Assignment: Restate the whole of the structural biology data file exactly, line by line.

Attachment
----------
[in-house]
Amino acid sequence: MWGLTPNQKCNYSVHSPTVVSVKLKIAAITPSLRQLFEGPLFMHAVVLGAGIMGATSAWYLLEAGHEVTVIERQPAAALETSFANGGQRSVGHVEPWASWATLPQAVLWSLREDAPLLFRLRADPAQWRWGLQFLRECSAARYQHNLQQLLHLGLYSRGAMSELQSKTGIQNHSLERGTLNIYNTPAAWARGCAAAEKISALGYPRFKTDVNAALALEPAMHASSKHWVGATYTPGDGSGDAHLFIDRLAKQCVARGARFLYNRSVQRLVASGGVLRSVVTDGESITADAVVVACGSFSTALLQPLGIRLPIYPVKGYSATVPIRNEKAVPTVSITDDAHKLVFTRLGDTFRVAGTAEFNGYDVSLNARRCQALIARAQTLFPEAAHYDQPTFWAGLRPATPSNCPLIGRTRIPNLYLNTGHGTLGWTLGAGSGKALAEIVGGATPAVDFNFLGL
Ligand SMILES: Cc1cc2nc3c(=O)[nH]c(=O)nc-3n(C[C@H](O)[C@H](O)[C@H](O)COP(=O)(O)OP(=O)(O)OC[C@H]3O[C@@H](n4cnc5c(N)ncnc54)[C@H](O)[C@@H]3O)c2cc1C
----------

[in-house]
Amino acid sequence: MWGLTPNQKCNYSVHSPTVVSVKLKIAAITPSLRQLFEGPLFMHAVVLGAGIMGATSAWYLLEAGHEVTVIERQPAAALETSFANGGQRSVGHVEPWASWATLPQAVLWSLREDAPLLFRLRADPAQWRWGLQFLRECSAARYQHNLQQLLHLGLYSRGAMSELQSKTGIQNHSLERGTLNIYNTPAAWARGCAAAEKISALGYPRFKTDVNAALALEPAMHASSKHWVGATYTPGDGSGDAHLFIDRLAKQCVARGARFLYNRSVQRLVASGGVLRSVVTDGESITADAVVVACGSFSTALLQPLGIRLPIYPVKGYSATVPIRNEKAVPTVSITDDAHKLVFTRLGDTFRVAGTAEFNGYDVSLNARRCQALIARAQTLFPEAAHYDQPTFWAGLRPATPSNCPLIGRTRIPNLYLNTGHGTLGWTLGAGSGKALAEIVGGATPAVDFNFLGL
Ligand SMILES: Cc1cc2nc3c(=O)[nH]c(=O)nc-3n(C[C@H](O)[C@H](O)[C@H](O)COP(=O)(O)OP(=O)(O)OC[C@H]3O[C@@H](n4cnc5c(N)ncnc54)[C@H](O)[C@@H]3O)c2cc1C